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Snell's Law (related to indices of refraction)

Snell’s law (also known as the Snell–Descartes law and the law of refraction) is a formula used to describe the relationship between the angles of ... more

Snell's law of refraction ( wavelengths)

When a ray of light hits the boundary between two transparent materials, it is divided into a reflected and a refracted ray.The law of refraction states ... more

Fresnel reflection (Reflectivity Rp)

The Fresnel equations (or Fresnel conditions) describe the behaviour of light when moving between media of differing refractive indices. The reflection of ... more

Fresnel reflection (Reflectivity Rs)

The Fresnel equations (or Fresnel conditions) describe the behaviour of light when moving between media of differing refractive indices. The reflection of ... more

Polarization angle (Brewster's angle)

The angle of incidence at which light with a particular polarization is perfectly transmitted through a transparent dielectric surface, with no reflection. ... more

Reflectance for unpolarised incident light

The Fresnel equations (or Fresnel conditions) describe the behaviour of light when moving between media of differing refractive indices. The reflection of ... more

Refractive Index ( absolute index of refraction )

The refractive index or index of refraction of a substance is a dimensionless number that describes how light, or any other radiation, propagates through ... more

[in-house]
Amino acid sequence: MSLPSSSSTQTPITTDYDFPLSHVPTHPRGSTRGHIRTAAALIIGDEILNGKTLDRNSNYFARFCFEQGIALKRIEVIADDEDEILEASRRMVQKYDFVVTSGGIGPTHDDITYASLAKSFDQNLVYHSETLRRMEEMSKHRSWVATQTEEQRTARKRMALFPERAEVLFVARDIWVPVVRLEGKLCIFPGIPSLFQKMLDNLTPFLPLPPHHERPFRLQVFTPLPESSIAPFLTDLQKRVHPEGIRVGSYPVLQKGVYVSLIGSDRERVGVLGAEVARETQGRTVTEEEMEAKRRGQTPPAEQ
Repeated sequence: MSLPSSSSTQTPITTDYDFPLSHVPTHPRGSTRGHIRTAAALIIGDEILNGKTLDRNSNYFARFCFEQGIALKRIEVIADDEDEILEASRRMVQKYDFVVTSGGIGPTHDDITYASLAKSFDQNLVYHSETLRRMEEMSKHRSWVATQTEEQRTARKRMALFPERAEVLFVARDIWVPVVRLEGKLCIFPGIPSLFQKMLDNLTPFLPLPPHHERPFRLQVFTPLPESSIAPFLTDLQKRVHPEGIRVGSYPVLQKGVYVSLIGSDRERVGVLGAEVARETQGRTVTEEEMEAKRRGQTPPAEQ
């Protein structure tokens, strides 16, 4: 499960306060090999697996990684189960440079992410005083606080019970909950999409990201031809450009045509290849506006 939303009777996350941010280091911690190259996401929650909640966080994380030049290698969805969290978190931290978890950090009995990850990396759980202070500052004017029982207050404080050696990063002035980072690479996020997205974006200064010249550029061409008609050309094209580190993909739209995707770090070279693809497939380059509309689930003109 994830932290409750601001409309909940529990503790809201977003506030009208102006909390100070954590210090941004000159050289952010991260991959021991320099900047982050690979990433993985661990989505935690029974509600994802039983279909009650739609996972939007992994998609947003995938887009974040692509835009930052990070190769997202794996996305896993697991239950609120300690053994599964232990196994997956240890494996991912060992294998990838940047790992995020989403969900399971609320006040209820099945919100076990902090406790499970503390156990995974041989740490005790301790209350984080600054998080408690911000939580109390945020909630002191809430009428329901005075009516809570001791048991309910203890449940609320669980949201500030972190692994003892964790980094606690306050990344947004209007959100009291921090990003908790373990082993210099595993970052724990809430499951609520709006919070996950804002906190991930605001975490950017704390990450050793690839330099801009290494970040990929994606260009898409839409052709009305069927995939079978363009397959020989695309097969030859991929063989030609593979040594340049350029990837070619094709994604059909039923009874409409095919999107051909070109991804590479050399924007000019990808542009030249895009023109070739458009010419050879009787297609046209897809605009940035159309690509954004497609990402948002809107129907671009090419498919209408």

Arbitrary Cherenkov emission angle

Cherenkov radiation, also known as Vavilov–Cherenkov radiation,[a] is electromagnetic radiation emitted when a charged particle (such as an electron) ... more

Refarctive index (absence of attenuation in vacuum)

When an electromagnetic wave travels through a medium in which it gets attenuated (this is called an “opaque” or “attenuating” ... more

Guided ray (acceptance angle)

A guided ray (also bound ray or trapped ray) is a ray of light in a multi-mode optical fiber ( type of optical fiber mostly used for communication over ... more

Numerical Aperture

In optics, the numerical aperture (NA) of an optical system is a dimensionless number that characterizes the range of angles over which the system can ... more

Rayleigh Scattering - Intensity of Light

Rayleigh scattering (pronounced /ˈreɪli/ RAY-lee), named after the British physicist Lord Rayleigh (John William Strutt), is the (dominantly) elastic ... more

Lensmaker's equation

A lens is a transmissive optical device which affects the focusing of a light beam through refraction. A simple lens consists of a single piece of ... more

Radiation Pressure by Reflection (using particle model: photons)

Radiation pressure is the pressure exerted upon any surface exposed to electromagnetic radiation. Radiation pressure implies an interaction between ... more

Sagnac Effect - TIme Difference

The Sagnac effect (also called Sagnac interference), named after French physicist Georges Sagnac, is a phenomenon encountered in interferometry that is ... more